This is part of a series of posts by recipients of the 2021 Career Services Summer Funding Grant. We’ve asked funding recipients to reflect on their summer experiences and talk about the industries in which they spent their summer. You can read the entire series here.
This entry is by Hong Yu Liu, COL ’24
I had the opportunity to work in the Shin Lab at the Perelman School of Medicine for a few months this summer. This particular research lab focuses on host-pathogen interactions and uncover how the host uses the innate immune system to defend itself against bacterial pathogens. Likewise the lab also works to understand how the bacteria in turn evade host immunity which leads to disease. The primary model system that the Shin Lab works with is Legionella pneumophila, which is the etiological agent for Legionnaires disease. However, several of the graduate candidates and postdocs work with other pathogens such as Salmonella and Yersinia, all with a focus on uncovering the mechanisms of the innate immune response.
I came into the lab with no prior research experience but that didn’t deter me from trying to absorb as much knowledge as I could during the summer months. I was able to work with a group of incredibly intelligent and innovative scientists. They were also very welcoming mentors who didn’t see my lack of experience as a weakness. In particular, my main mentor played a large role in creating a very positive experience as I navigate the start of my career as a scientist.
Over the course of three months I was able to add many things to my repertoire of scientific skills and techniques. I have heard of ELISAs and Western blots in my biology laboratory courses, but it was only when I joined the Shin Lab that I truly understood the rationale behind when and why we used these techniques. Beyond the heavy experimental work, I read many research papers so that I not only was up to date with all that was happening within the field of immunology but also learned how to better read and understand research papers. At the beginning it was intimidating because there were many technical terms that I wasn’t familiar with and there were many texts that were dense and difficult to understand. However, I’m glad I had the chance to read so many papers because I realized how important it is to effectively communicate science with readers.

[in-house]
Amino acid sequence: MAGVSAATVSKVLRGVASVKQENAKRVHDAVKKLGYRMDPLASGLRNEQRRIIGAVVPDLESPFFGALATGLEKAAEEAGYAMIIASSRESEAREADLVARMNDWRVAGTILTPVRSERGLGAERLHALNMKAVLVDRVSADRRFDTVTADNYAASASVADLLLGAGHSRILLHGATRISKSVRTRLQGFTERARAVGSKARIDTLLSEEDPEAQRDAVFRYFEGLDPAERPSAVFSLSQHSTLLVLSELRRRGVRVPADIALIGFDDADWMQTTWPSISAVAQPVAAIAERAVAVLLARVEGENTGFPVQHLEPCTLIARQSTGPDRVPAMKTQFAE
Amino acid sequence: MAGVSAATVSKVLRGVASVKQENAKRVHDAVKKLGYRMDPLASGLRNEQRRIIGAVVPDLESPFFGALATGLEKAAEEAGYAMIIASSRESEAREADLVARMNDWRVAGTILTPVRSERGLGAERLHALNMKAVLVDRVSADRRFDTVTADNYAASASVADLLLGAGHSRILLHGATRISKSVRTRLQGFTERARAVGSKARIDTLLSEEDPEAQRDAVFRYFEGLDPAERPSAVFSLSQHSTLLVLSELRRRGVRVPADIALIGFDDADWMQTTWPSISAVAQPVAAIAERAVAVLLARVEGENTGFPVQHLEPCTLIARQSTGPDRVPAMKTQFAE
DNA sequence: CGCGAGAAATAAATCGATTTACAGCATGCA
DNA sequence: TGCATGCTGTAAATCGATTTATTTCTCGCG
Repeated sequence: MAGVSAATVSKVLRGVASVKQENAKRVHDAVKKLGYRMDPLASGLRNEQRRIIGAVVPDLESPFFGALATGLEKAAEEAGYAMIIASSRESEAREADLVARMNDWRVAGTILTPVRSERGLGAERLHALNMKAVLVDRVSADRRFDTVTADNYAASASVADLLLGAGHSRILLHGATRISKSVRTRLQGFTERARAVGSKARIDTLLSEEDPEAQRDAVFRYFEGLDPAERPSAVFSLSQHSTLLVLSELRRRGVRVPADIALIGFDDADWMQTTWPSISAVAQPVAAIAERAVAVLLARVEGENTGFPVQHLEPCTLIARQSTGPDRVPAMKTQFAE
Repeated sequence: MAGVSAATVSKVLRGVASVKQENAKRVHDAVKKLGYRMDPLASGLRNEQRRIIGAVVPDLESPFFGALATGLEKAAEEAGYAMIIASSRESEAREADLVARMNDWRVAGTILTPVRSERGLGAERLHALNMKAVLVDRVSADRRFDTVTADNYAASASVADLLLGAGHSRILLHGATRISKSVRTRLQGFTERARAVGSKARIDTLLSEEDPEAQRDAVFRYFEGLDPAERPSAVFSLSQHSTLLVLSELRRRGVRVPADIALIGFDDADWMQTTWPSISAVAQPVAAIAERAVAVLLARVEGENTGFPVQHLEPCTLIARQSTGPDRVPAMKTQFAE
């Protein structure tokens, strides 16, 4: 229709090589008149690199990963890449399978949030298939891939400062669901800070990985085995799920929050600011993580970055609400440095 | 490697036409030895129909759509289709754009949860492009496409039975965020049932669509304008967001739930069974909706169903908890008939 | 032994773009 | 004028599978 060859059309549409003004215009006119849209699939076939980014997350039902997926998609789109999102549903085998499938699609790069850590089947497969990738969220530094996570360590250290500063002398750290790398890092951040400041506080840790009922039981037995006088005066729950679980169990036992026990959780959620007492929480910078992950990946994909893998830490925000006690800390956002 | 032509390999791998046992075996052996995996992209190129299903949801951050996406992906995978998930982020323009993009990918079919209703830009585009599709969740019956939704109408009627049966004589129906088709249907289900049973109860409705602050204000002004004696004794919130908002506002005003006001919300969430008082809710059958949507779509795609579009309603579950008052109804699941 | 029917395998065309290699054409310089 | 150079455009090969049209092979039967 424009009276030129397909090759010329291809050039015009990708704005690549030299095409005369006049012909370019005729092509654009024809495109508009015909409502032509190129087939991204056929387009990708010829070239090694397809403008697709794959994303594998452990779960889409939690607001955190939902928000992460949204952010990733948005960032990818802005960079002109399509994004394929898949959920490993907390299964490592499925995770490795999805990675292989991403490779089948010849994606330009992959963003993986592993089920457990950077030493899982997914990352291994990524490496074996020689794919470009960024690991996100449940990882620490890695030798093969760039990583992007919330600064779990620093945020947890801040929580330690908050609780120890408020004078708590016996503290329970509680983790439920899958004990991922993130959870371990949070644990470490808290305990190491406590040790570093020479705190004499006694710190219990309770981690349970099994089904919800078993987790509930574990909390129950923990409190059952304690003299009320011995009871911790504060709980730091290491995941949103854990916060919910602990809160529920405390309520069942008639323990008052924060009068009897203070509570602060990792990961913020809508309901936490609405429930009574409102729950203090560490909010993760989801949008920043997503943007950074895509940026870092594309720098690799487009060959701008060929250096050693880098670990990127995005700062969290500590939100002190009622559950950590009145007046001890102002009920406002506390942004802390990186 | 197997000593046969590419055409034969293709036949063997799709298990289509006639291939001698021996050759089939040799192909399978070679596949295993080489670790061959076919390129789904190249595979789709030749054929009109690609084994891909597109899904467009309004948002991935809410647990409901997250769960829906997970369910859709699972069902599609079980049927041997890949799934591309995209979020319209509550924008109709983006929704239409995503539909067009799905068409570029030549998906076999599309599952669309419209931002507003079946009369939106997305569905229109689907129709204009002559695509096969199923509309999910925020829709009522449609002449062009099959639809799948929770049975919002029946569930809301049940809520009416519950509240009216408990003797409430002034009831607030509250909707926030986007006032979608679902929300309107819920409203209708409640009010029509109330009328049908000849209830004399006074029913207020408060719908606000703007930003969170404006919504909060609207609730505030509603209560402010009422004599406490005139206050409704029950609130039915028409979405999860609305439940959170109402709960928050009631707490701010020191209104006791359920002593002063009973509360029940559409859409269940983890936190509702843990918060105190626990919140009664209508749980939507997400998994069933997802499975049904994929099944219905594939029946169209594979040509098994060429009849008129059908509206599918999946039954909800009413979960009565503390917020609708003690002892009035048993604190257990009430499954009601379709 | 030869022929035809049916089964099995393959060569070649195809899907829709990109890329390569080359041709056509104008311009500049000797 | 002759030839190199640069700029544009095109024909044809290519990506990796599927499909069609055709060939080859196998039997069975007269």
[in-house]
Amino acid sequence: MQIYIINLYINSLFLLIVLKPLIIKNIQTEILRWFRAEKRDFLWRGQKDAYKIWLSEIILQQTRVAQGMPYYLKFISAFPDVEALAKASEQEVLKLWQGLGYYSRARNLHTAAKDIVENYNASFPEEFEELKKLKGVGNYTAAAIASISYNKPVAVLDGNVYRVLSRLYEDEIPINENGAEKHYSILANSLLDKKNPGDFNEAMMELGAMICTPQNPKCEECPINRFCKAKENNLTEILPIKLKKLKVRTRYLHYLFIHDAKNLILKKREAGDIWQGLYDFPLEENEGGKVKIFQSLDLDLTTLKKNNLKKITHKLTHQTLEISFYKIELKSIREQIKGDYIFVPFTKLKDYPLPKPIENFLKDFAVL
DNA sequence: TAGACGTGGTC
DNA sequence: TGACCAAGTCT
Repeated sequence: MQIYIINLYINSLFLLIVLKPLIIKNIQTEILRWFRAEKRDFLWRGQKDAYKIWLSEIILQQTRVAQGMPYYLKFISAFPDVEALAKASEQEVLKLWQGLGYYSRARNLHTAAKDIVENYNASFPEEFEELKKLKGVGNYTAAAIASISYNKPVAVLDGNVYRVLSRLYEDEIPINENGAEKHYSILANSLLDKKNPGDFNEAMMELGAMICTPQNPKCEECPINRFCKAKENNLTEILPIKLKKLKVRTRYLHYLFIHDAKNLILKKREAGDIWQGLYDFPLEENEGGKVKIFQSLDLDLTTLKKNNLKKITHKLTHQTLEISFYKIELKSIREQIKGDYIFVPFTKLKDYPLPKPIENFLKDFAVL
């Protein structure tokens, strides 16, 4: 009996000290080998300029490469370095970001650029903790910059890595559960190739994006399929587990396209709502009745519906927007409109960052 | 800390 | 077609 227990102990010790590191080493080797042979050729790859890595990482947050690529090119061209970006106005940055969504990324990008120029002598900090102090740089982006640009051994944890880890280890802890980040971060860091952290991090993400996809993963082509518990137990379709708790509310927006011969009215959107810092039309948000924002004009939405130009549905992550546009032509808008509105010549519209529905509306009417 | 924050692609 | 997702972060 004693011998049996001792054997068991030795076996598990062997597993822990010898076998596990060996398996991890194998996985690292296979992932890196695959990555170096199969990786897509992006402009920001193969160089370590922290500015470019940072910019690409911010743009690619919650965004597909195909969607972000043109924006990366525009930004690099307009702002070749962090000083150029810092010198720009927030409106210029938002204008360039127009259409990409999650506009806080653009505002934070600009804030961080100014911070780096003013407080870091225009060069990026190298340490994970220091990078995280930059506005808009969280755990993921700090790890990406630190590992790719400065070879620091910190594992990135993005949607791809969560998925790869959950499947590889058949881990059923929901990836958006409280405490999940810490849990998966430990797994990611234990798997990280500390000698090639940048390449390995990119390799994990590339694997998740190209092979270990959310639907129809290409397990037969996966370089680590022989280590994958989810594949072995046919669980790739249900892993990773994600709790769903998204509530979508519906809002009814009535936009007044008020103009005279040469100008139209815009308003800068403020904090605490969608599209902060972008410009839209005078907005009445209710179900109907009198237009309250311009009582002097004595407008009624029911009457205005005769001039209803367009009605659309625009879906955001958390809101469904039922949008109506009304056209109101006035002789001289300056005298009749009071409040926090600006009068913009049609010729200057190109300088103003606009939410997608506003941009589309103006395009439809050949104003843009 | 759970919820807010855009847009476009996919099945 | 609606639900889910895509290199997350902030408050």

Another aspect of my research experience that I really enjoyed was how transparent my PI was in terms of running a lab. I had only thought about the technical and experimental aspects of research, but it was my PI that opened my eyes to the costs of and the behind the scenes of operating a lab. I didn’t realize just how much pressure PIs in the medical school are under to earn their own salary through grants and how stressful it is to account for all the costs associated with the lab.
Overall, I had a very positive experience in the Shin Lab. Over the course of three months, I transformed from a rookie who had never even used a multi-channel pipette to a more adept scientist able to run her own experiments. By the end of the summer, I was able to present my data and findings in front of the whole lab. I plan on continuing to work in the Shin Lab and hope to continue to grow as a scientist.